What Is the Connection between Oxycodone and Codeine?

Oxycodone and codeine are both medications used for pain relief that belong to the family of drugs known as opioid analgesics. Both drugs share many structural and functional similarities, but they also differ in key ways, which cause them to have related, but non-identical, medical uses. Strength, pharmacology, and bioavailability are all points of divergence between these drugs that contribute to their different uses.

Strength in terms of potency and dosage is probably the greatest area of difference between oxycodone and codeine. Oxycodone is capable of diminishing pain to a far greater degree than codeine, and it requires only about one-tenth of the dose of codeine to provide the same amount of pain relief. Therefore, oxycodone is much better suited to control moderate to severe pain. Codeine's weaker efficacy may be desirable at times, for example, to treat mild pain, or to treat pain in individuals with little to no opioid tolerance.

The human body processes oxycodone and codeine somewhat differently, meaning that the two drugs possess different pharmacologies. After ingestion, oxycodone is metabolized and excreted within a few hours. Codeine is not very active on its own, however, and must be processed by the liver into active compounds like morphine. The need for processing by the liver means that codeine must be administered orally. Any other routes of administration bypass the liver, and therefore would leave the unconverted codeine unable to affect the brain.

Bioavailability is a term that describes how effectively a substance gets into the bloodstream from a given route of administration. Both oxycodone and codeine have relatively high maximum bioavailabilities when taken orally, but codeine's varies much more wildly. For some individuals, codeine is scarcely absorbed into the blood at all. Most people absorb oxycodone at roughly the same rate, making it a more reliable medication to use in the treatment of chronic pain.

Many drugs, including oxycodone and codeine, are affected by certain compounds in grapefruit juice, which can change the way that medications work in the human body. Liver enzymes inhibited by grapefruit juice normally break down oxycodone, so combining the two can result in this drug producing a stronger effect than it normally would, and for a longer period of time. These same enzymes convert codeine into morphine and other opioids that allow codeine to exert its effects. As a result, mixing grapefruit juice with this drug can cause a reduction in its strength and duration.

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Post 7

Should oxy 30's (brown, either marked OP or ON with a line underneath) be crushed before taking them? Is there a way to get rid of the time release mechanism? I have heard to use coca cola or lemon juice, and dissolve the pills in it overnight. Thanks!

Post 6

I had hip replacement surgery last week and was given oxycodone for pain relief both in the hospital and sent home with enough to last two weeks.

I took myself off of it after day one at home due to severe itching all over, constipation, and night sweats. I decided the pain was better than that mess!

Post 5

Careful, careful, people. I have taken both drugs for pain relief after two surgeries, and prefer codeine over the much more potent Oxycontin. Oxycontin made me feel very ill and nauseated, not to mention very dizzy which didn't go too well being out in public.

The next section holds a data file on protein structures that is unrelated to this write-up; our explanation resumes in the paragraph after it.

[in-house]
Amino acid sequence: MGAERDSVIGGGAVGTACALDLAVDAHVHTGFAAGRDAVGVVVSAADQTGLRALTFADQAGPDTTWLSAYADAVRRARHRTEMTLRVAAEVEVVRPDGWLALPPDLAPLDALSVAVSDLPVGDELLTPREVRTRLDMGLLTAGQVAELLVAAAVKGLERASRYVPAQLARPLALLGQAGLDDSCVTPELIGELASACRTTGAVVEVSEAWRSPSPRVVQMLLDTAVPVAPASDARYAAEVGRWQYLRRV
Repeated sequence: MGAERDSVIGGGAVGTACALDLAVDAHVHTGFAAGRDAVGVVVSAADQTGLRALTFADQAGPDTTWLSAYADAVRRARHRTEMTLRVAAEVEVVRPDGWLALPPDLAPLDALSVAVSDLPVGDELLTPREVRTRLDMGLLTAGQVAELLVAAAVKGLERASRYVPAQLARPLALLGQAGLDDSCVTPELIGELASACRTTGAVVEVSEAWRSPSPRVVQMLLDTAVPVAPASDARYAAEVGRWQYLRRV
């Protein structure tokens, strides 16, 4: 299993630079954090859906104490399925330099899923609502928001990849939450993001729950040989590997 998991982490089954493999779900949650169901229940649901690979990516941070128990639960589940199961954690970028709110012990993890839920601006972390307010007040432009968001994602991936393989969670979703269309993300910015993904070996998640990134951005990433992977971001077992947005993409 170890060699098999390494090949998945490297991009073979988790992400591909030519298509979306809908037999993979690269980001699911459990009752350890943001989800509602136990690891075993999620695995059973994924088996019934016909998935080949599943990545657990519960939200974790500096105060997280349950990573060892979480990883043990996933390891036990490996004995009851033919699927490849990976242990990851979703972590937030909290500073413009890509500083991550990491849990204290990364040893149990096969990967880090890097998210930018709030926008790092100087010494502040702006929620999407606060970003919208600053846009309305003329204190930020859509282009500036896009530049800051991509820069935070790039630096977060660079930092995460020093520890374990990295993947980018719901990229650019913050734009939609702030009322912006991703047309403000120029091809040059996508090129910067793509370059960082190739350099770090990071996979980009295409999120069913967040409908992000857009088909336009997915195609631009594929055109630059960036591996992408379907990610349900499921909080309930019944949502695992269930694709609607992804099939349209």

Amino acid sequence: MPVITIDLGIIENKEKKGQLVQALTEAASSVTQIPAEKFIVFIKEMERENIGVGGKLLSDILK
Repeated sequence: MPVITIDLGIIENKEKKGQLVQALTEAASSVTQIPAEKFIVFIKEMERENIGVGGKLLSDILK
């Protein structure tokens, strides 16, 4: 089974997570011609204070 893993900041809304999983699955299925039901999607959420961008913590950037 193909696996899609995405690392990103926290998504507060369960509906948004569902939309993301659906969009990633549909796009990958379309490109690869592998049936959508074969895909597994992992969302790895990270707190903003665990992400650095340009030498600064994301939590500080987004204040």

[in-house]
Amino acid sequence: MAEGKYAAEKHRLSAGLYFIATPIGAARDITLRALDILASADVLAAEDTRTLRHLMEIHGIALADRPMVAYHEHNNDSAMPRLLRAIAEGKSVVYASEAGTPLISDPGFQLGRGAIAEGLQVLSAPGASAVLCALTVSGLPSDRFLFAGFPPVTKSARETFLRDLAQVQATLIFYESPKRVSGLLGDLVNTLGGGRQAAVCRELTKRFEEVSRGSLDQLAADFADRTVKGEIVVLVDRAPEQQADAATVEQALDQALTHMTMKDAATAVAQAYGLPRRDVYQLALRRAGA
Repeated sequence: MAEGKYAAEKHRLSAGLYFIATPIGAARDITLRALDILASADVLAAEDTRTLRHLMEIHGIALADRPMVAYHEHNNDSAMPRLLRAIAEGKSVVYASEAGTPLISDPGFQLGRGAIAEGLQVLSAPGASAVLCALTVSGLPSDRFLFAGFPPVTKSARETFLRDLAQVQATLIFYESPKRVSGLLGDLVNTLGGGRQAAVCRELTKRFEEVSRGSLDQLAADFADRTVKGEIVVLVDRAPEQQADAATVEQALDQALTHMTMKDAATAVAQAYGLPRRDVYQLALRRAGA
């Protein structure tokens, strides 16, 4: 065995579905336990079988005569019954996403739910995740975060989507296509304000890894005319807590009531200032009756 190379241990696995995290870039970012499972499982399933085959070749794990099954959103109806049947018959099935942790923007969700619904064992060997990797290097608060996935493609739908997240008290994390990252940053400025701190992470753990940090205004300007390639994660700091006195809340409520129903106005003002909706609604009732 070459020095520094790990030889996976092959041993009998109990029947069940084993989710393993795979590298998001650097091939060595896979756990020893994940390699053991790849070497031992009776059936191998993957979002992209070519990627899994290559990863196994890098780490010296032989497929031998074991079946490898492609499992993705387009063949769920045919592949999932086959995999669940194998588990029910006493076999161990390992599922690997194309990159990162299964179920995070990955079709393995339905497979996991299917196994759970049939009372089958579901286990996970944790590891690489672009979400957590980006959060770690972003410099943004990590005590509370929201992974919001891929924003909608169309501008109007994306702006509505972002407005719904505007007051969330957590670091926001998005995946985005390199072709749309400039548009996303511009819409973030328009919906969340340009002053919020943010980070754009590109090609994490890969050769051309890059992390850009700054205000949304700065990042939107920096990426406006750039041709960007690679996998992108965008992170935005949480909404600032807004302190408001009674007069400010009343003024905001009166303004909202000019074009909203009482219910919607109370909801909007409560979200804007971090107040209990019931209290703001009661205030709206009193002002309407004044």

I also suffer with a thyroid condition, which no doubt enhances its unpleasant side effects. So, unless you don't suffer with a disease that can slow down your metabolism, I would be very careful and educated on your choice of painkiller.

Post 4

Oxycodone is the one those are about. It is synthetically created, and is very similar to morphine. Codeine is far less likely to be abused because its effects are much more minimal, and you have to take or drink a lot more of it (think chugging cough syrup). Codeine is sort of a trend in the rap community, but oxycodone is insanely abused in the US. Watch the short film "heroin hillbillies" online.

Post 3

I've been on both codeine and oxycodone in the past after injuries and my colon surgery. One thing I've noticed is that the oxycodone is very good at relieving colon spasms and pain.

So even though codeine and oxycodone are similar, I think they may be more effective for different kinds of pain.

Post 2

@fBoyle-- I think the risk of abuse exists with all opiates, if people choose to abuse them.

Oxycodone and codeine are both prescription drugs and the smallest effective dose is prescribed for pain relief. I think it's rare for anyone to be taking codeine or oxycodone for more than a week. I was given oxycodone after my surgery and I only took it for three days.

So, if the doctor's instructions are followed, tolerance and addiction shouldn't be a problem. But if someone has the intention of abusing the drug, then obviously, both can be addictive.

Oxycodone is probably the more dangerous drug to abuse though because it's more potent. Someone can easily overdose themselves while abusing oxycodone because even the smallest dose has a huge effect.

Post 1

Is the risk of dependence and abuse greater with oxycodone or codeine?

I've heard some horror stories about opioid addictions. Will both oxycodone and codeine cause increased tolerance and addiction?

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